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First Year Success for Inaugural “SeaBC” SeaBird Count

By Sue Richards last modified Nov 17, 2014 01:43 PM

Published: 2012-03-08 14:05:00
Topics: Environment

Inaugural “SeaBC” SeaBird Count Gathers Participants from Maine to Antarctica

Seabird citizen science project organized by eight noted female boaters and adopted by three international long-distance cruising rallies is a first year success

From the frigid waters of Maine and Antarctica to the warm tropical Caribbean seas, boaters focused their binoculars and cameras on seabirds to participate in the 2011-12 inaugural SeaBC SeaBird Count.

The SeaBC is a citizen science project organized by eight long-distance birdwatching voyagers from around the world: Diana Doyle on Semi-Local, Founder & Coordinator (US) Jeanne Socrates on Nereida, Advisory Board (GB)Beth Leonard on Hawk, Advisory Board (US) Katharine Lowrie on Lista Light, Advisory Board (GB)Brenda Free on Willow, Advisory Board (US) Wendy Clarke on Osprey, Advisory Board (US)Devi Sharp on Arctic Tern, Advisory Board (US) Yvonne Katchor on Australia 31, Advisory Board (AU).

This year’s inaugural SeaBC was promoted by three long-distance cruising rallies:
- ARC (Atlantic Rally for Cruisers) — Canary Islands to St. Lucia (200 boats)
- Baja Ha-Ha — San Diego, California to Cabo San Lucas (200 boats)
- Caribbean 1500 — Hampton, Virginia to Tortola (70 boats)

Citizen science projects are experiencing explosive growth as volunteerism adapts to technology. “It’s a new generation with new tools,” states Diana Doyle, founder of the project. “We’re taking environmental social projects like Earth Day cleanups to the next level. The Facebook, Flickr, and Google generation can now participate in their area of special interest by collecting and photographing geo-referenced data and uploading it to scientists for study.”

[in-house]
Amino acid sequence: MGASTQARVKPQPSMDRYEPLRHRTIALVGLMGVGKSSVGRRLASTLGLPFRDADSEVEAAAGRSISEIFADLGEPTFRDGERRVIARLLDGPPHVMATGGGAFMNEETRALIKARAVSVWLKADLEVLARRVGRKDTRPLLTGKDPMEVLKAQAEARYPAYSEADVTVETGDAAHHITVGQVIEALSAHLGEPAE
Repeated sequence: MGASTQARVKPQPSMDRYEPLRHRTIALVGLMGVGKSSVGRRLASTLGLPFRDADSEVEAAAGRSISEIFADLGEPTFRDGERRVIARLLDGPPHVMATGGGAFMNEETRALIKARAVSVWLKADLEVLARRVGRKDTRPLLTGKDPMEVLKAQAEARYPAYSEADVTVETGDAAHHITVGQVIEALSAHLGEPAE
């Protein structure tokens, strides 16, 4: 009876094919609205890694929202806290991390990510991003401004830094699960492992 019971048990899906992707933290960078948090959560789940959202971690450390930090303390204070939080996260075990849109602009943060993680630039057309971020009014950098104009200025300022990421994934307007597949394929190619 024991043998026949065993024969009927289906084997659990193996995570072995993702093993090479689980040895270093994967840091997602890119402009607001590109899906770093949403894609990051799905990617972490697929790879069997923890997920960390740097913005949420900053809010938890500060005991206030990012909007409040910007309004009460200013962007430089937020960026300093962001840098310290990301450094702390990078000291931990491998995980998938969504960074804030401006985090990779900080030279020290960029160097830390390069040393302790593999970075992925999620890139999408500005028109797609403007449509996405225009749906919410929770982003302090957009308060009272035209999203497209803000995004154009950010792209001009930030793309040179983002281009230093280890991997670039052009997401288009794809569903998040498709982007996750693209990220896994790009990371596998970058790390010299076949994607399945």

Research projects such as migration and nesting, climate change, and beach erosion are improved and accelerated by including a larger observation and data-gathering pool. SeaBC seabird count data goes to Cornell University’s eBird database, where boaters’ sightings become a resource for scientists worldwide. Participation spanned over 100 degrees of latitude — from the Gulf of Maine at North 48º to South 58º on Antarctica’s Weddell Sea. But most counts were from temperate latitudes, such as the islands off Africa, Chile’s Golfo de Penas, and the Caribbean.

A SeaBC count off California’s Channel Islands became the impetus for establishing monthly seabird surveys on regularly scheduled trips. The Exuma Cays Land and Sea Park hopes to use the SeaBC to involve the wintering yachting community in Bahamian seabird surveys.

Ocean birding is much more than “just gulls,” with sightings of albatrosses, petrels, shearwaters, tropicbirds, jaegers, and auklets. Pacific SeaBC highlights included Black-browed and Wandering/Royal Albatrosses; Southern/Northern Giant-Petrel; Northern Fulmar; Westland and White-chinned Petrels; Pink-footed, Sooty, and Black-vented Shearwaters; Wilson’s Storm-petrel; Pomarine Jaeger; and Cassin’s and Rhinoceros Auklets.
Atlantic SeaBC highlights included Harlequin Duck; Gray-headed, Black-browed and Wandering Albatrosses; Northern and Southern Fulmars; Cape, Herald (Trindade), Fea’s, Blue, Bulwer’s and White-chinned Petrels; Antarctic and Slender-billed Prions; Cape Verde Shearwater; White-faced Storm-petrel; White-tailed and Red-billed Tropicbirds; Magnificent Frigatebird; Brown Booby; Black-legged Kittiwake; South Polar Skua; Dovekie and Razorbill.

Until next year’s event, Doyle reminds boaters they can contribute coastal and offshore bird sightings throughout the year to their website (www.birdingaboard.org). She encourages boaters to post digital photos of any seabirds, noting the latitude and longitude. Boating birders can share sightings, receive identification help, and review a list of recommended paper and digital field guides at the community page: www.facebook.com/groups/BirdingAboard/

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